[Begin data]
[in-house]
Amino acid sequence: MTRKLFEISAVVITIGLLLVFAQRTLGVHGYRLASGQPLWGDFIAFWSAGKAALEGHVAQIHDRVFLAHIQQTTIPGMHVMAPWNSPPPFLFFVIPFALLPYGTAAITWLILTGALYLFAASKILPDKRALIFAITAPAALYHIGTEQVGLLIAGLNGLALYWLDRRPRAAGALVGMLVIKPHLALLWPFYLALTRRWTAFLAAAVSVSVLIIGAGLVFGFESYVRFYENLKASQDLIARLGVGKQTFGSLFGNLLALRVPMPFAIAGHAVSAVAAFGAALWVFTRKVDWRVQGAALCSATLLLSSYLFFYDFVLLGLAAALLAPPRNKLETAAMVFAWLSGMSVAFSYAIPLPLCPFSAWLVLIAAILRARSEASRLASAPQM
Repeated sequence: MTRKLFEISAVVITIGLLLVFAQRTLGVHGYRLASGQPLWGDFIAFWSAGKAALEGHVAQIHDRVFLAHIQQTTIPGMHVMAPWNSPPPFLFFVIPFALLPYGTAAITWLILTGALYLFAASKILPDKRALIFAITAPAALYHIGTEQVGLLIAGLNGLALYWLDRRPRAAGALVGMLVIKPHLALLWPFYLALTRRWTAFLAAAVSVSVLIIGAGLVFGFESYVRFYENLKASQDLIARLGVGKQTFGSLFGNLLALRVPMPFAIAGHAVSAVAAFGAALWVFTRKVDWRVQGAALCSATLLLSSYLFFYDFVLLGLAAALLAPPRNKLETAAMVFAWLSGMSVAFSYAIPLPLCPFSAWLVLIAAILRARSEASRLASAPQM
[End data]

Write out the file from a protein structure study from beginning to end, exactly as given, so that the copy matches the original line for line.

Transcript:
[in-house]
Amino acid sequence: MTRKLFEISAVVITIGLLLVFAQRTLGVHGYRLASGQPLWGDFIAFWSAGKAALEGHVAQIHDRVFLAHIQQTTIPGMHVMAPWNSPPPFLFFVIPFALLPYGTAAITWLILTGALYLFAASKILPDKRALIFAITAPAALYHIGTEQVGLLIAGLNGLALYWLDRRPRAAGALVGMLVIKPHLALLWPFYLALTRRWTAFLAAAVSVSVLIIGAGLVFGFESYVRFYENLKASQDLIARLGVGKQTFGSLFGNLLALRVPMPFAIAGHAVSAVAAFGAALWVFTRKVDWRVQGAALCSATLLLSSYLFFYDFVLLGLAAALLAPPRNKLETAAMVFAWLSGMSVAFSYAIPLPLCPFSAWLVLIAAILRARSEASRLASAPQM
Repeated sequence: MTRKLFEISAVVITIGLLLVFAQRTLGVHGYRLASGQPLWGDFIAFWSAGKAALEGHVAQIHDRVFLAHIQQTTIPGMHVMAPWNSPPPFLFFVIPFALLPYGTAAITWLILTGALYLFAASKILPDKRALIFAITAPAALYHIGTEQVGLLIAGLNGLALYWLDRRPRAAGALVGMLVIKPHLALLWPFYLALTRRWTAFLAAAVSVSVLIIGAGLVFGFESYVRFYENLKASQDLIARLGVGKQTFGSLFGNLLALRVPMPFAIAGHAVSAVAAFGAALWVFTRKVDWRVQGAALCSATLLLSSYLFFYDFVLLGLAAALLAPPRNKLETAAMVFAWLSGMSVAFSYAIPLPLCPFSAWLVLIAAILRARSEASRLASAPQM